The end result of this assignment should be a blog page on which the images are available in high res. Even though every photograph should stand on its own, with its own narrative, I do want to see which order of images works best for a good flow. These are the images that I have selected:
Now that I look at it in this order, I feel that I want to start and end with a visually strong image and spread the images with people in it. The question is whether the flow should be determined by content or visual elements. Then, I guess for the viewer, both work together, so I’ll try to find a balance in both.
To keep a steady flow, I like to bring contrast between the images. From busy, filled images, to images that have a bit more quiet feel and are a bit more contemplative. After some shuffling around, this is the order of which I feel it works best.
I’m still wondering if the images need captions. I think most of them speak for themselves and I wonder if by adding captions I am dictating the viewers interpretations of the photographs. I will add them and then see what my tutor thinks.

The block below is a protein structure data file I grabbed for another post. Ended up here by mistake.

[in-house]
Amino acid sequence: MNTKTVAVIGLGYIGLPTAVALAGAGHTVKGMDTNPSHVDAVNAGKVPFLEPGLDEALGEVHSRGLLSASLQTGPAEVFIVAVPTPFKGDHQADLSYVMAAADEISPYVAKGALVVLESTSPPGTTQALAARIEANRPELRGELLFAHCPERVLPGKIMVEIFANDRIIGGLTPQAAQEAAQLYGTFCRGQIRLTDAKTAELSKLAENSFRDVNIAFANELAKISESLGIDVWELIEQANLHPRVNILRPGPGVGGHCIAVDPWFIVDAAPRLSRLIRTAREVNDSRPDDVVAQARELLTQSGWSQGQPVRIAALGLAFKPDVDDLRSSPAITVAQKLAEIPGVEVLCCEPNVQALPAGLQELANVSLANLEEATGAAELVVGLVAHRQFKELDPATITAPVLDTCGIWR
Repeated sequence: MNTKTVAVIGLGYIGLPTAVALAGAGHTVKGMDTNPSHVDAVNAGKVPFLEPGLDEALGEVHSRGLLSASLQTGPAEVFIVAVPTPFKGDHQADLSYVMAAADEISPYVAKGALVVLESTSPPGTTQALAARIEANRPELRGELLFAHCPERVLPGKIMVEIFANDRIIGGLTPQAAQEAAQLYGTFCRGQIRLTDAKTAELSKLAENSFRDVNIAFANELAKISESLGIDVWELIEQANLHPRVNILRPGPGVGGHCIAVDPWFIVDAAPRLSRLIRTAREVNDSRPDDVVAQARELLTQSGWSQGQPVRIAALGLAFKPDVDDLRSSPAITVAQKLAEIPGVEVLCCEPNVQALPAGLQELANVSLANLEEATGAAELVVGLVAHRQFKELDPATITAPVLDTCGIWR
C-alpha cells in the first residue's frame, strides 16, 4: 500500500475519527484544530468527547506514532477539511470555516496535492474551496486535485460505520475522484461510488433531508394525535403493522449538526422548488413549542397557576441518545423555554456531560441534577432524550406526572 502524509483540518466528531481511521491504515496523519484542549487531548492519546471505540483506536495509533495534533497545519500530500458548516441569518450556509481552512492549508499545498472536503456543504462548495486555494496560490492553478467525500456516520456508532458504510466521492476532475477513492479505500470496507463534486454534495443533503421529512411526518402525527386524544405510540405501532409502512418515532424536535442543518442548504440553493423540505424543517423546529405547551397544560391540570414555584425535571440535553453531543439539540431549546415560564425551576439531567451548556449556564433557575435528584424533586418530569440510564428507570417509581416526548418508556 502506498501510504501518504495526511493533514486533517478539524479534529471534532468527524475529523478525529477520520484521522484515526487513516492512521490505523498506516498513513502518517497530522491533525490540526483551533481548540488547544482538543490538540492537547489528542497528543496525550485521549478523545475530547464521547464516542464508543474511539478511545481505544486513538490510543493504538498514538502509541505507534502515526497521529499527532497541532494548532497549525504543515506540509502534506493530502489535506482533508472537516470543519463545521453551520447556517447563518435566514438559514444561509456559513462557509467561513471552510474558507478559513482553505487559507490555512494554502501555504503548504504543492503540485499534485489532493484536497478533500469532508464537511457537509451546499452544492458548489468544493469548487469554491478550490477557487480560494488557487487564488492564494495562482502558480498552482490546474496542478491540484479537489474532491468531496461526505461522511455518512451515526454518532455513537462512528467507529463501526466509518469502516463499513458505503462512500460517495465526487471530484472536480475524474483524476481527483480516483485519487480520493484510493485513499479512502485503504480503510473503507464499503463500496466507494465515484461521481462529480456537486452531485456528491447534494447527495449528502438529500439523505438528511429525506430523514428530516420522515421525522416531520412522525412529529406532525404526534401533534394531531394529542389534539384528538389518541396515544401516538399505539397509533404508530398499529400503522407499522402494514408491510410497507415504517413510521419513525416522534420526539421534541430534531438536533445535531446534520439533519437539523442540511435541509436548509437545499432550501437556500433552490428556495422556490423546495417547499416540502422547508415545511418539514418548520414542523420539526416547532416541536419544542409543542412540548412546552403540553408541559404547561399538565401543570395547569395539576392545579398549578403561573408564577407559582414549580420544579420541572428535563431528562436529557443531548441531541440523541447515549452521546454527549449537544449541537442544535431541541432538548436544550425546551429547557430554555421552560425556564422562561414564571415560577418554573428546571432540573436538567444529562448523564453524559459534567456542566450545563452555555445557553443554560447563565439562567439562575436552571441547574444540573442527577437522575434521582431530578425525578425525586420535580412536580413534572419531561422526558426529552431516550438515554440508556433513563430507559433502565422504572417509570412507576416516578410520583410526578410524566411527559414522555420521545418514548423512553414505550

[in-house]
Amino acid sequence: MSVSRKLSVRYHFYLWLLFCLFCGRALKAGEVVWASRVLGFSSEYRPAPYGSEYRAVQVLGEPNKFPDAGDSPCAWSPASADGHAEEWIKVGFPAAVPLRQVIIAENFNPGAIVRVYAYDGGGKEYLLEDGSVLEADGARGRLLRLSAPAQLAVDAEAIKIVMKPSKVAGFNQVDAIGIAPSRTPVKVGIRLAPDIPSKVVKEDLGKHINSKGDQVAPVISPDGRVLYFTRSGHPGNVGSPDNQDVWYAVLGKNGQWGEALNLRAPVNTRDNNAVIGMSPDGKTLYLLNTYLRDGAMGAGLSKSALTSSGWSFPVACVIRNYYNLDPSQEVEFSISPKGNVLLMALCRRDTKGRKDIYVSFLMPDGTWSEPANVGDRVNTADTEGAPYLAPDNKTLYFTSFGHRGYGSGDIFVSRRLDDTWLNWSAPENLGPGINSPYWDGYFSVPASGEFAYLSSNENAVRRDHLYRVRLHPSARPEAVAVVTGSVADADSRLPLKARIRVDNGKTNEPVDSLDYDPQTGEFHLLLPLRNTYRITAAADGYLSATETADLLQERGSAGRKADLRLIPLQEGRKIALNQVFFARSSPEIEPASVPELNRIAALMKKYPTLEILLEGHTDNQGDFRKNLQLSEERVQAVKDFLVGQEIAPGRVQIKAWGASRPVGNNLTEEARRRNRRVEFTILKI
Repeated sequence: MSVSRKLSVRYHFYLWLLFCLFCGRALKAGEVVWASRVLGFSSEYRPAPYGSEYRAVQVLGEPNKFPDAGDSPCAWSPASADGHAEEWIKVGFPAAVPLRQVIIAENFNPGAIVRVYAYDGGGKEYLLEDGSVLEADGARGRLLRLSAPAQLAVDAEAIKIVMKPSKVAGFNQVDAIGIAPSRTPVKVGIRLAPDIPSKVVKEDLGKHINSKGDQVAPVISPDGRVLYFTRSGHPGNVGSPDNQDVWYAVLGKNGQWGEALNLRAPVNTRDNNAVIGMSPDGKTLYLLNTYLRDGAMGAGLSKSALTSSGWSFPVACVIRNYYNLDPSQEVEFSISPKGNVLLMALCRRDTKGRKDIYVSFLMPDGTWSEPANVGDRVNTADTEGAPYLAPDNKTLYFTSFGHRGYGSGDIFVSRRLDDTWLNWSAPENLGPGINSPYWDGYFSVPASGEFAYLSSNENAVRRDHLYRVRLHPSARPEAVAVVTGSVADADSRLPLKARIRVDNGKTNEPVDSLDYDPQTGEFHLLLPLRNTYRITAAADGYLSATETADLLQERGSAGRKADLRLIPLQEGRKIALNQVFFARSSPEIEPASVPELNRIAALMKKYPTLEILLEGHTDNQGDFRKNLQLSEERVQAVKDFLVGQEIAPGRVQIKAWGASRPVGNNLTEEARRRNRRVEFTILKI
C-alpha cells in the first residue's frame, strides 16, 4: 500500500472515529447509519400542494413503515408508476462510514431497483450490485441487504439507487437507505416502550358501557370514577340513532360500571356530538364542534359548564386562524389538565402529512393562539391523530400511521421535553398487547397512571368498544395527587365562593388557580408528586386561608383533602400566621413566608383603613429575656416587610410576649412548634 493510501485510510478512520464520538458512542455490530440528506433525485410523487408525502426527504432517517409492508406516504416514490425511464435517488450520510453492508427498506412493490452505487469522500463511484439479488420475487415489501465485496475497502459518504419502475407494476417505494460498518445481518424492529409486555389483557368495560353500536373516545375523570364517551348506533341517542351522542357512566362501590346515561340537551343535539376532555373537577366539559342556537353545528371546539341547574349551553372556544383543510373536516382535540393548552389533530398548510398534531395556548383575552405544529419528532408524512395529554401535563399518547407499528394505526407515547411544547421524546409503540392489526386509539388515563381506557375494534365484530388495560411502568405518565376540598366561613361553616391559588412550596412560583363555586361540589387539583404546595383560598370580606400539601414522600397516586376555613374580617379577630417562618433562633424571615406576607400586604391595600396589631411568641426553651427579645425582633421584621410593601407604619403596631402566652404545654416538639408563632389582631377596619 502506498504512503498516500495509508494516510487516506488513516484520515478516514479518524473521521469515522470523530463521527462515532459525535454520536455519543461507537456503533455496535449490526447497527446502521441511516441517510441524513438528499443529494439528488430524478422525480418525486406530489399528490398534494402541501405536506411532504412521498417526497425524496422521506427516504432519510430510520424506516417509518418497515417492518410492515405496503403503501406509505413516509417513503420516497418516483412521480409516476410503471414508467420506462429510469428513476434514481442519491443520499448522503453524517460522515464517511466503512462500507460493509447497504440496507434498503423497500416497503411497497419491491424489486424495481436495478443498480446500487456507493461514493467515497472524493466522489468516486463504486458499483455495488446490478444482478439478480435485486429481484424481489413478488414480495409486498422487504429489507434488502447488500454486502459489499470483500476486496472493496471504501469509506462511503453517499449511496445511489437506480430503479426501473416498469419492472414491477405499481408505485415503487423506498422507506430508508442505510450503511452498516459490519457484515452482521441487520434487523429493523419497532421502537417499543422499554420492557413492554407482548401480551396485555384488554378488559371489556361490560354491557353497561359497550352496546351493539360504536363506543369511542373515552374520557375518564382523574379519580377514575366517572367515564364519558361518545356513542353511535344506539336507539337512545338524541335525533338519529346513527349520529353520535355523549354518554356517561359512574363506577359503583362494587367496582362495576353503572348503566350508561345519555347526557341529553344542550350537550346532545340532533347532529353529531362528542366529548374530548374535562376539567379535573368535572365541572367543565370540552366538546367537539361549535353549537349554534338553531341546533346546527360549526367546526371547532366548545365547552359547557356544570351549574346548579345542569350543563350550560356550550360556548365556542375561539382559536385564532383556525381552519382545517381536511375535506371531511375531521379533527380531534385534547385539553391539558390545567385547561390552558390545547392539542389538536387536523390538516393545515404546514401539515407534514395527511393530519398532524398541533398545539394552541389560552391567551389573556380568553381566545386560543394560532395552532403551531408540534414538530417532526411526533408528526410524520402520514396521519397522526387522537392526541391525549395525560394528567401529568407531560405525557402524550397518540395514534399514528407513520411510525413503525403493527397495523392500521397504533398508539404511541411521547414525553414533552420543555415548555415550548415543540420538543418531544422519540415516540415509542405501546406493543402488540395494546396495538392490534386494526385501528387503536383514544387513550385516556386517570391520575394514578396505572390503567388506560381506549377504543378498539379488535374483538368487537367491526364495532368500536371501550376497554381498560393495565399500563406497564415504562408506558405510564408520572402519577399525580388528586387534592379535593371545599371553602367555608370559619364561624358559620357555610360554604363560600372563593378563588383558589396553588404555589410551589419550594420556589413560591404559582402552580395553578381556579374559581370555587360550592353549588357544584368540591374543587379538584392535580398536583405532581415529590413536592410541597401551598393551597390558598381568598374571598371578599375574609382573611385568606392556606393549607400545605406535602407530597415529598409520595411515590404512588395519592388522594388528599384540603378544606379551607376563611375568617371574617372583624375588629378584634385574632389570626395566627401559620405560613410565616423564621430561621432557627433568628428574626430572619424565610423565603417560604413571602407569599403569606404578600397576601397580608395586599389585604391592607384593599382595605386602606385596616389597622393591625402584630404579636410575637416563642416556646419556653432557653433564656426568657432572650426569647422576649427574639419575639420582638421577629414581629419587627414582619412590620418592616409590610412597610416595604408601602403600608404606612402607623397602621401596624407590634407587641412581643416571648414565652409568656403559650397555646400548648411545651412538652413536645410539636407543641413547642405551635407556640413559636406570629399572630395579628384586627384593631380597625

When I think about faith and religion in general, its significance in somebody’s life is correlated to the devotion one has to its beliefs, way of life and deities that are worshipped. In my Christian upbringing I was taught that the devotion started on God’s side. He dedicated themselves first to us and gave everything for humankind, and that’s why I should devote myself in the same way to God and others. I have seen similar attitudes in other faiths, even though sometimes based on different theologies and inner drives, Faiths are not real unless there is dedication and consecration involved. Deities and gods become alive and real when a believer consecrates himself to it.